quote:
The correct translation, according to the prevailing theory, is that it means something like 'snowshoe netter.'
It's worth mentioning, then, that AUE documents Ives Goddard's "snowshoe netter" theory in its FAQ. (What I find a bit odd, though, is that while Goddard offered that up 20 years ago, it's a little difficult to find things published by linguists [outside of dictionaries, perhaps] that embrace this alternate etymology. Perhaps I'm simply not looking hard enough.)

It bears pointing out, though, that there's a "speaking a foreign language" theory, too. Chris Miller contributed the following to a Linguist List discussion several years ago,

quote:
The term "Eskimo" itself derives most likely from a word in several Algonquian languages and most likely from the Cree-Atihkamekw-Montagnais-Naskapi dialect continuum, meaning "speaking a foreign language". The commonly assumed meaning, "eaters of raw meat" appears to have no basis when these languages are examined. The probable etymology of the term is in proto-Algonquian *aya(ch)- "other" + *axkyi "land" + *me: "by mouth" + animate suffix *-w: "other-land-speaker" (approximately). The term appears in Plains Cree as "ayaskime:w", in Eastern James Bay Cree as "i:scima:w", in Montagnais as "aiassime:u" ("aiashcime:u" in the 17th century), and in Micmac as "esgimow". In most of these languages, the term was applied to those we know as Eskimos, but the Montagnais apparently used it to refer to the Micmacs. A different term meaning "raw- eaters" was applied to the Eskimos by speakers of the Ojibwa dialect continuum: "eshkibod" among the Ojibwa proper and "ashkipok" (spelt "ackipok") by the Algonquins farther east.
In any event, as we've touched on earlier, it appears that -- in the absence of unanimity amongst linguists -- we can't yet entirely discount "eaters of raw meat" (with or without derogatory connotation) as a possible derivation.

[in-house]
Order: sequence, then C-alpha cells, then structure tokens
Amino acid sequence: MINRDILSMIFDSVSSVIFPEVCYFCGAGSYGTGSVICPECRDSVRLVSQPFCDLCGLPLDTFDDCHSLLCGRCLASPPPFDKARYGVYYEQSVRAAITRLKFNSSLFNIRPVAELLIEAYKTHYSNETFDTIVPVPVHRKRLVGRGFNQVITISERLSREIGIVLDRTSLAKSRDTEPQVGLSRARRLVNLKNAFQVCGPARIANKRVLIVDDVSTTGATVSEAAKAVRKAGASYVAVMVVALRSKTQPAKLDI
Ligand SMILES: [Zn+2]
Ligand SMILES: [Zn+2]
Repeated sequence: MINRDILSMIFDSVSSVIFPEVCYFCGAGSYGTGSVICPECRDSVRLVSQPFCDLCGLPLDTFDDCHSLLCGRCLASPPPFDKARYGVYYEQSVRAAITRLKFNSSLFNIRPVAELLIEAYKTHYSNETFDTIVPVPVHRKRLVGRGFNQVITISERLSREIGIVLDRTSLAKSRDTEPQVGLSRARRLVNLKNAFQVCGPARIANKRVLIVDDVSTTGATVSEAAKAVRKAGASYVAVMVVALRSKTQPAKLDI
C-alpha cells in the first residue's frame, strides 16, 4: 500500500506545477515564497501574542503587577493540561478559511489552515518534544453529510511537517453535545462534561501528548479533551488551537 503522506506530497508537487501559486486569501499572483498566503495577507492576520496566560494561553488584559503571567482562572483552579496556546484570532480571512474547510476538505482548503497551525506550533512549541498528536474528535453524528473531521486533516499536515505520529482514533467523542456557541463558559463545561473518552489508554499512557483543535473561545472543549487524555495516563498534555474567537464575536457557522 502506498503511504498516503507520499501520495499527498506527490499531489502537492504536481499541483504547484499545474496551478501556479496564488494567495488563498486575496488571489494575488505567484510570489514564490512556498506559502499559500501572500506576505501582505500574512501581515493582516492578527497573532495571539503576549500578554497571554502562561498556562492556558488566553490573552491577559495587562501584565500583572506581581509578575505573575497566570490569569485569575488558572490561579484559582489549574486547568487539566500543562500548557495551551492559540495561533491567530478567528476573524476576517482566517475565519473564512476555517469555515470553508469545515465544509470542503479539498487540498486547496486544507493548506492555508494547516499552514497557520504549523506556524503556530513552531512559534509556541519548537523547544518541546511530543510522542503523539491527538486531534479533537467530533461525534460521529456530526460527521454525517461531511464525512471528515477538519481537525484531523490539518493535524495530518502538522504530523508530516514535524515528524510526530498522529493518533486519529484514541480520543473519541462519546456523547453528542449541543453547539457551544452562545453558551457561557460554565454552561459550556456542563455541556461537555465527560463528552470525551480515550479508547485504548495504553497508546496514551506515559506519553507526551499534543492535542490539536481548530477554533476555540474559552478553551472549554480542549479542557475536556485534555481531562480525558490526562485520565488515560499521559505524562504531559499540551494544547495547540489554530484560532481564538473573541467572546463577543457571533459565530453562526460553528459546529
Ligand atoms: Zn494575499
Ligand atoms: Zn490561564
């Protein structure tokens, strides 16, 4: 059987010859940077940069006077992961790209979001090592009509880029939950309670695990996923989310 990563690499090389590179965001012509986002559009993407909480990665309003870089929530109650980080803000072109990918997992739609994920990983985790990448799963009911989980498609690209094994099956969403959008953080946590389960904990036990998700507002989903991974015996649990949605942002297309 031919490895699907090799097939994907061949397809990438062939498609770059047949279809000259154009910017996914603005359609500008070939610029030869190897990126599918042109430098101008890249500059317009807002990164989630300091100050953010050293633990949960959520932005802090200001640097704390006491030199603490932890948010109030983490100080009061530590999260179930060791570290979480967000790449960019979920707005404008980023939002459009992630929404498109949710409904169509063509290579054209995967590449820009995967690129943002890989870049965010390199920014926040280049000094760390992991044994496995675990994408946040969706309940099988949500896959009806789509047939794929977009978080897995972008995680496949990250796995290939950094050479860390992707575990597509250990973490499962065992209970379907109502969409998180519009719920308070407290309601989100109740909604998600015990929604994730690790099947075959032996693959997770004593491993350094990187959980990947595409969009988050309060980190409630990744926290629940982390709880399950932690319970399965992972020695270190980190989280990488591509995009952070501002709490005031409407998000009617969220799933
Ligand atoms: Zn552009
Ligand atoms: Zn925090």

In a related vein, let's not forget that there's a body of literature -- accurate or otherwise -- holding that quite a few other recognized North American "tribal" names derive from sometimes less-than-flattering descriptors given by neighboring peoples and tribal foes. For example,

quote:
Many errors resulted also from haphazard methods of collecting tribal designations. When an explorer visited a tribe, he always asked for the names of the people with whom the tribe was acquainted. In consequence, dozens of tribes are known by the names which their neighbors applied to them. And in many of these instances these neighbors were also their enemies. Certain if a visitor had asked us in 1918 for the name of the Germans we would have answered Huns. Likewise, Mohawk, "men eaters," is from the Narraganset appellation for this Iroquoian tribe. The Iroquois, as has been mentioned, are known to history by their Algonkian name, which means "real adders," hence "enemies;" so also the Sioux, whose name is a French-Canadian abbreviation of Nadoweisiw, "an adder," from the Chippewa, another Algonkian group. Sarsi is from the Blackfoot epithet for this tribe, sa arsi, "not good." Probably the best known of such baptism by enemies is Eskimo, said to be derived from the Abnaki Esquimantsic, or from Ashkimeq, the Chippewa equivalent, signifying "eaters of raw flesh" ... [From M.G. Smith, "American Indian Tribal Names," American Speech 5(2): 114-117, December, 1929.]